Monday, 8 February 2016

The Mother of all Chiggers!!


A short "picture post"...
which will leave you scratching!
This is a Red Velvet Mite from the genus Eutrombicula...
probably Eutrombidium rostratus Acarien velouté....
and is regarded by the US Military as a creature of concern to deployed military forces#....
what about us gardeners!!



I couldn't capture the velvetyness as well as I'd've liked


Their offspring are Chiggers...
those NASTY, BITEY critters that get us around harvest time...
hence the other name for the chigger...
harvest mite.
"Chiggers in the genus Eutrombicula do not transmit any known pathogens to people, but they can cause irritating bites, dermatitis and severe itching when they feed on the unsuspecting host. They are widely distributed in the Western Hemisphere, and Europe."
The adult pictured above had the cheek to be crawling up the wall indoors...
it was rapidly put outside!
I probably shoulda squished it....
but to me it is also a "money spider"....
and I'd just bought a Euromillions ticket!

# 2006, U.S. Armed Forces Pest Management Board -- Field Guide to Venomous and Medically Important Invertebrates Affecting Military Operations: Identification, Biology, Symptoms, Treatment

10 comments:

Susan said...

Bane of my gardening life, bloody harvest mites.

LaPré DelaForge said...

What I would like to know is....
the adults were more common on the allotments in Leeds than they are here....
this is the first "money spider" I've seen in three years....
so why wasn't I bitten to death there....and why here?

Cro Magnon said...

I really know nothing about these things. Are they something we should beware of? I do occasionally see tiny red spiders around; are they these?

LaPré DelaForge said...

Cro, most probably...
Do you get bitten badly around August and September....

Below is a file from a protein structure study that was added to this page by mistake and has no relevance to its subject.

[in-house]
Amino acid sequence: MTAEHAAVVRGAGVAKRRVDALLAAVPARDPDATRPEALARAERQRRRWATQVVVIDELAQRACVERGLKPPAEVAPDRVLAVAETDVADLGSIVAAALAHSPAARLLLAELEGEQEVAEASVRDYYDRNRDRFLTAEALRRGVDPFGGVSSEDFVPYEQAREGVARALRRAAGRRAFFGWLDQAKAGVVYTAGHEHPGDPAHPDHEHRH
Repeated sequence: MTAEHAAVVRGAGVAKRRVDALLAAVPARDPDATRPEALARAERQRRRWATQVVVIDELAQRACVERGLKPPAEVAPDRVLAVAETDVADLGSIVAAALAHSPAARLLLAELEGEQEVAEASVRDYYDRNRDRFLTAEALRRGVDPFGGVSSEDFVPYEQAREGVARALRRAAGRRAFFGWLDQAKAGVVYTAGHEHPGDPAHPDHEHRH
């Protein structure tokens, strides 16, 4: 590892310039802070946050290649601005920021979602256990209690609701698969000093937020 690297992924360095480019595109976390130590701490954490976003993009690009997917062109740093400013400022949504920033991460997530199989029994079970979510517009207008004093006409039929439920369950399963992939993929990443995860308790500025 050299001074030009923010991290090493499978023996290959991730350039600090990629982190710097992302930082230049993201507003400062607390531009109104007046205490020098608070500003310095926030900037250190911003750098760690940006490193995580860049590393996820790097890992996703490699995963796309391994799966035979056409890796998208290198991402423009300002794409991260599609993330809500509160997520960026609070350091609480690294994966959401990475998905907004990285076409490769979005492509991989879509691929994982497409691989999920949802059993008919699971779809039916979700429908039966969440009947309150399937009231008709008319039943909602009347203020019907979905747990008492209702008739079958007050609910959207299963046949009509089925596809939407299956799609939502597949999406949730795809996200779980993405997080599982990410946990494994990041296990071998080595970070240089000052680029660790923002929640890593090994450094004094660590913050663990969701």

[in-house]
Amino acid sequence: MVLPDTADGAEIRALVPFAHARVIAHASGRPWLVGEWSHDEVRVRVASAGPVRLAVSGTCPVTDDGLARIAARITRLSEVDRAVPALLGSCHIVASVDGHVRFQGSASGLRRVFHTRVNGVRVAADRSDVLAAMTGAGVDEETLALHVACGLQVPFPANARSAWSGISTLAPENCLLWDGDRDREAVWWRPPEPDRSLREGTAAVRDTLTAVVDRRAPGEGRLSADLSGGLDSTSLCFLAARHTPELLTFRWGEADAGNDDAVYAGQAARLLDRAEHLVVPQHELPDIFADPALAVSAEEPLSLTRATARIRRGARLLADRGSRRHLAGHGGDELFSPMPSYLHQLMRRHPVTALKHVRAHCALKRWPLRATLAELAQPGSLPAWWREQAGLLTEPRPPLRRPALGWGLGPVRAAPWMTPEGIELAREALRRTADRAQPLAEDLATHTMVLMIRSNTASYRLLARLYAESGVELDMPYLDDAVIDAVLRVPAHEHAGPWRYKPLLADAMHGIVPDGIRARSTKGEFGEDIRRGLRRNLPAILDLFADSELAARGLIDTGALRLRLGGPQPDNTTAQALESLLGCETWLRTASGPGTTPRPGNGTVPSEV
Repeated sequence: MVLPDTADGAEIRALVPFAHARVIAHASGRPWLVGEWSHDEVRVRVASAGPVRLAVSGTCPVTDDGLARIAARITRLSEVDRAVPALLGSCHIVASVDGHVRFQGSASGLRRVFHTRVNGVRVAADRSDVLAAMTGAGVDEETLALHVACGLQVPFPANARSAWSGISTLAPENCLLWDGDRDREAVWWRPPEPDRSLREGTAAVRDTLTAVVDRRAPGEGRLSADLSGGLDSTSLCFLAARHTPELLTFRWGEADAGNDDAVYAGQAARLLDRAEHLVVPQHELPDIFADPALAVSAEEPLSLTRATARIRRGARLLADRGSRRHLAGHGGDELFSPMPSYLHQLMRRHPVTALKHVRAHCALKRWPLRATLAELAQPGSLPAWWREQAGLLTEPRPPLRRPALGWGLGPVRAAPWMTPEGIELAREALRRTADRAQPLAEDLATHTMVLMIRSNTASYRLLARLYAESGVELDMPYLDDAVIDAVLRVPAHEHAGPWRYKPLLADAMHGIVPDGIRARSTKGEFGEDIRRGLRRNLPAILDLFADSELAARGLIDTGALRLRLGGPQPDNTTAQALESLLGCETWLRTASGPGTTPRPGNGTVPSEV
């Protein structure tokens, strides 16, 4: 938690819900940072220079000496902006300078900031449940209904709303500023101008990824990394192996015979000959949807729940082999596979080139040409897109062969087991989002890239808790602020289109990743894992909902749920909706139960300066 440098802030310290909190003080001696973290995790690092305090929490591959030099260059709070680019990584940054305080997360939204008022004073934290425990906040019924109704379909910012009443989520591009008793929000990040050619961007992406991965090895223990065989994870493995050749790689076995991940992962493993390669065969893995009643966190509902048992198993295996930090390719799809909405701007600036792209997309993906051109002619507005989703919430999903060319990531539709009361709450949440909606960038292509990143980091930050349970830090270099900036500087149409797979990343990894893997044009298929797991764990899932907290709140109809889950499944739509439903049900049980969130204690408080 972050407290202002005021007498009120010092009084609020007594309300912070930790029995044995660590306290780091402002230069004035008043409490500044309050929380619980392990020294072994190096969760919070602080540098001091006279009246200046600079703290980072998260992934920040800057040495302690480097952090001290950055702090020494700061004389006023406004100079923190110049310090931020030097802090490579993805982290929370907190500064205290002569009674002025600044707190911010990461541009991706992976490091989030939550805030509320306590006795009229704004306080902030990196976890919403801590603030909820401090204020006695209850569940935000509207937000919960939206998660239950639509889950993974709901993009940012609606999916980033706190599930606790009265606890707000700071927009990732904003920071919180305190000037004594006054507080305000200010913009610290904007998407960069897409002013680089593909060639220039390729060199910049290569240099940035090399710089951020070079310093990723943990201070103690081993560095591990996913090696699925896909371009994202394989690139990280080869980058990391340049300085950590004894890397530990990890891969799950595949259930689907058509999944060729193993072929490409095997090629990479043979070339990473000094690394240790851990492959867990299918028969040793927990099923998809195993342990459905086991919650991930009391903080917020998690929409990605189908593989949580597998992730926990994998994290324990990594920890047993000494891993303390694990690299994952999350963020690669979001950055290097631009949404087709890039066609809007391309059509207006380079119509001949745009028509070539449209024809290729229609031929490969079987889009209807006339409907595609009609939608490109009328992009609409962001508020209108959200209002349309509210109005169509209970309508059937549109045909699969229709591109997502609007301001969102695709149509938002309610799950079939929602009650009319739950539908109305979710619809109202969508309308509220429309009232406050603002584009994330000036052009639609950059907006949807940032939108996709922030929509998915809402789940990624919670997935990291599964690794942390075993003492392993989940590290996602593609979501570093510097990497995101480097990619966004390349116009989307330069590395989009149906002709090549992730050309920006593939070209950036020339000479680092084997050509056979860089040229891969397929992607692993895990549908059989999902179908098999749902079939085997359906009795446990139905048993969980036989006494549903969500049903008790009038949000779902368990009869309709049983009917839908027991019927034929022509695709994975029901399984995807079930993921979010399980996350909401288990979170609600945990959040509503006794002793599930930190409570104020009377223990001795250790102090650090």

especially on the legs...
it is most likely the larval stage of these if you do.
But people react differently to the poisons that the invertebrate world injects into us...
so you might not react at all.

LaPré DelaForge said...

And Cro...as for size...this was about a third the size of a Swan Vesta match head.

Amelia Frenchgarden said...

I have never knowingly seen one of these. I will now be keeping an eye out for little red spider things. Amelia

LaPré DelaForge said...

Amelia, they tend to be most visible if they are crawling across something like dark, damp wood.... or soil... or, as here, a white wall.
On a mortar background or dry wood, or soil, they are almost invisible...
as you can see from the pictures... they are not a bright red... and this one was a large one!!

Sheila said...

Here in Texas we are plagued with these in May and June usually
following our spring rains, Poor dog also suffers from the bites.
As you say, it's the larval stage which bites. We don't walk out in
the grass unless we're wearing long pants tucked into mid-calf socks.

Kerry said...

Not aware that I've seen these but I do get bitten, so will be more cautious from now on. Why is it me that gets bitten, not hubby even though I wear long trousers and wellies when gardening??

LaPré DelaForge said...

Kerry... pheromones, pheromones...
and possibly... deodorants#.
Also wellies and long trousers still allow access...
trousers tucked into long socks is better...
see Sheila's comment.

# I think mozzies have learnt that citronella = food source!!
But not sure about Chiggers....